Aerodyne Precision Machining Inc. (APM) incorporated thirty years ago in Southern California’s Surf City, Huntington Beach, California. What started out as a home based company in Raymond Krispel’s garage has grown into a 20,000 sq.ft. manufacturing facility with 32 employees and well over a dozen CNC milling and turning centers.
“My dad Raymond and my uncle started the company back in the mid 80’s,” explains APM’s general manager Jason Krispel. “Raymond knew someone working at Parker Hannifin and called him up right after they opened. Thirty years later Parker Hannifin is still our largest customer and we support efforts from three different divisions.” Raymond has over 40 years machining experience, primarily in the aerospace industry. Over the years APM has built their reputation as a go to supplier for their work in high-pressure hydraulic systems, electro-hydraulic servo-valves, cylinders, and hog outs. “We’ve always been aerospace hydraulics oriented because that is what our customer needed,” tells Raymond. “Transfer tubes came fifteen years after the company started, and that was our first big break. Things really took off after that.” Transfer tubes are part of the mechanism that controls the flaps on a plane. As an example each 737 requires 8 of them plus spares. When you factor in the number of planes brought on line every month APM has a lot of tubes to manufacture, so no wonder they are so good at it.
Eric Kaufman and Ben Hanson head up APM’s milling department. Together with Jason they do all the programming, setup, and fixturing for their eleven 3, 4 and 5 axis Hurco milling centers. All three are young guys, Eric 34, Ben 37 and Jason 28. Ben graduated from NTMA training center with outside training in Solidworks 3d modeling and part programming, Eric has a degree in machine technology from Orange Coast College and Jason is a recent graduate from the University of Connecticut’s hockey team and mechanical engineering school. Two minutes with these guys and you quickly realize that APM is a great place to work, and that these three are Hurco enthusiasts. “Milling is my thing,” jokes Eric. “Ever since taking a machining class in high school I knew I wanted to work in this industry and to machine things out of metal. I had a knack for milling and working here at APM has helped foster my abilities.” Eric has been with APM for over eleven years and co -manager Ben has been part of the family for more than seven. Their fleet of Hurco milling centers range in age and axis from a 1986 running DOS on the controls to a brand new 5 axis VMX30U machine.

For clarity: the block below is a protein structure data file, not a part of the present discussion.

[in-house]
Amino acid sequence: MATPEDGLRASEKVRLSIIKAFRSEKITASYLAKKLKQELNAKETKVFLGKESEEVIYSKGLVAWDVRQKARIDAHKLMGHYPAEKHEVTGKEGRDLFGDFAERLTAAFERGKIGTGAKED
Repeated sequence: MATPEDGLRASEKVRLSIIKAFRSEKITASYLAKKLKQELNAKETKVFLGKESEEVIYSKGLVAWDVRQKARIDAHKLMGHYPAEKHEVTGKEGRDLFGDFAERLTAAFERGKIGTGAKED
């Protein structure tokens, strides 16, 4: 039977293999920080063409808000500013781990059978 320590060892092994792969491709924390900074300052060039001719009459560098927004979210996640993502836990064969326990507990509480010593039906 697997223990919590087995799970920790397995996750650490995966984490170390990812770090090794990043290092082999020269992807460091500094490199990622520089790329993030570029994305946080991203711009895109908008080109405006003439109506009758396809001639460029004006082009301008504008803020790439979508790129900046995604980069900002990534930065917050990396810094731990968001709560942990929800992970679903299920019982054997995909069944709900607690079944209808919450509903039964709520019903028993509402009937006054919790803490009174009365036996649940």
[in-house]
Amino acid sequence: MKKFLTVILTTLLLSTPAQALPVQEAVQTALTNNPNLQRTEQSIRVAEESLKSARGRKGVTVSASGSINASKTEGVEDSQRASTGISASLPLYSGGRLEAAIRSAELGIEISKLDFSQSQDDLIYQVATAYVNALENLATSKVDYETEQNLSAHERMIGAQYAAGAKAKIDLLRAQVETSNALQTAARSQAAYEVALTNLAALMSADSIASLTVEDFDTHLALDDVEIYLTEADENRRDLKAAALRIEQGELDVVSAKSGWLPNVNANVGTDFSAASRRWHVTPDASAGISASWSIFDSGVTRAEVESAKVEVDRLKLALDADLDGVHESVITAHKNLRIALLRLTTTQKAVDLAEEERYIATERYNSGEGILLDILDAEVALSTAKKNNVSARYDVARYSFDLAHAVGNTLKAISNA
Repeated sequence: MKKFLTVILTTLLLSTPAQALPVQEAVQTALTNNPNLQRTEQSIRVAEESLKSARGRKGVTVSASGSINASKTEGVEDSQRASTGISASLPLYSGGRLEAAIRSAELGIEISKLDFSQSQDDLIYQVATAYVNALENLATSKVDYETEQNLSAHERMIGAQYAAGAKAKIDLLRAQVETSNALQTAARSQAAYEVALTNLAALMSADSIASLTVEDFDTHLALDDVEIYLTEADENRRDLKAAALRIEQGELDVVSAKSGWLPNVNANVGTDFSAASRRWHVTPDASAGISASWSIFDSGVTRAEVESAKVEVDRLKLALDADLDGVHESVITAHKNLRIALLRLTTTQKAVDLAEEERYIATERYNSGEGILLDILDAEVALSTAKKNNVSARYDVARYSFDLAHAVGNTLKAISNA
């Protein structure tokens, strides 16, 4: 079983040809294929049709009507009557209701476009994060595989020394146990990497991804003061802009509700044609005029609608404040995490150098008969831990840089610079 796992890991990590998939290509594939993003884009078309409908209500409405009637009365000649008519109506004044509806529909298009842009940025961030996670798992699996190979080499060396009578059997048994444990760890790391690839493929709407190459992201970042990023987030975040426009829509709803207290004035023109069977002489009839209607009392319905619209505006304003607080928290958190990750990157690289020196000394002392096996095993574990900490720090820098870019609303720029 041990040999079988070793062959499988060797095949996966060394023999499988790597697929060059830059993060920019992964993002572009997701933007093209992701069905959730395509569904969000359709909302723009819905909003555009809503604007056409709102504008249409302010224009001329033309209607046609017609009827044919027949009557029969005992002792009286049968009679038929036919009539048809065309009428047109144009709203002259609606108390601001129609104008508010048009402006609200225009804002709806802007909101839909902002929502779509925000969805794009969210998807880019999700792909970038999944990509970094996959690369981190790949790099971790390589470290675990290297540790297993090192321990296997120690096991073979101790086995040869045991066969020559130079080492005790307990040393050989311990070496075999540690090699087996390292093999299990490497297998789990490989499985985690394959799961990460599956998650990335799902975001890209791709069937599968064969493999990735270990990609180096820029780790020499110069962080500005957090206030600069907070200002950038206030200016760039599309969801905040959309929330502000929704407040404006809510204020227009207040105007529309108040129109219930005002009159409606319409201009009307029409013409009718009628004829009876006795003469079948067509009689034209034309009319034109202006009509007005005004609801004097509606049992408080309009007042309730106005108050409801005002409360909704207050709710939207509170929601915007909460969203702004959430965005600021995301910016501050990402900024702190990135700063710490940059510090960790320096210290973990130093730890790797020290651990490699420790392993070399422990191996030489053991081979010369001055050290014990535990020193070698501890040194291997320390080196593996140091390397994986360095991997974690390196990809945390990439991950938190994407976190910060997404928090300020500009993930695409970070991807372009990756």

APM is one of the larger Hurco shops in Southern California, and just made the jump to 5 axis machining three years ago. “We’ve been dealing with Machinery Sales for a couple years,” explains Eric. “Garry Frost, his sales staff and service team do a great job supporting the Hurco product line, but it took us a while to finally pull the trigger on our first 5 axis.” After seeing it run at an open house, APM ordered a Hurco VMX42U. It is a 24hp machine with 40 tools and Hurco’s integrated trunnion table. “Combined setup and training was less than two weeks,” adds Ben. “We were cutting chips on actual jobs before the training crew even left.” APM discovered that the 5 axis not only changed the way they machined parts, but also how they looked at jobs. “We are taking a part that used to have 8 operations and now only two at most,” explains Eric. “Besides the time savings we have seen a huge bump in overall accuracy. For example we have a job that requires doing a deep drilled hole at a complex compound angle. The hole is 3/16th in diameter and over 8” long. The position on the part is relative to other features. Taking it on and off for multiple operations always left us on the higher end of the tolerances. With the new 5 axis machines we are spot on every time.” APM liked the first machine so much they also added two VMX30U’s to their line up. The two new machines have the same horsepower as the first, but just have a slightly smaller table. “We think differently now as programmers,” explains Eric. “Before, Ben or I would look at a part and think machine, flip, machine, flip and so forth. Now it is as simple as put it on the 5 axis.”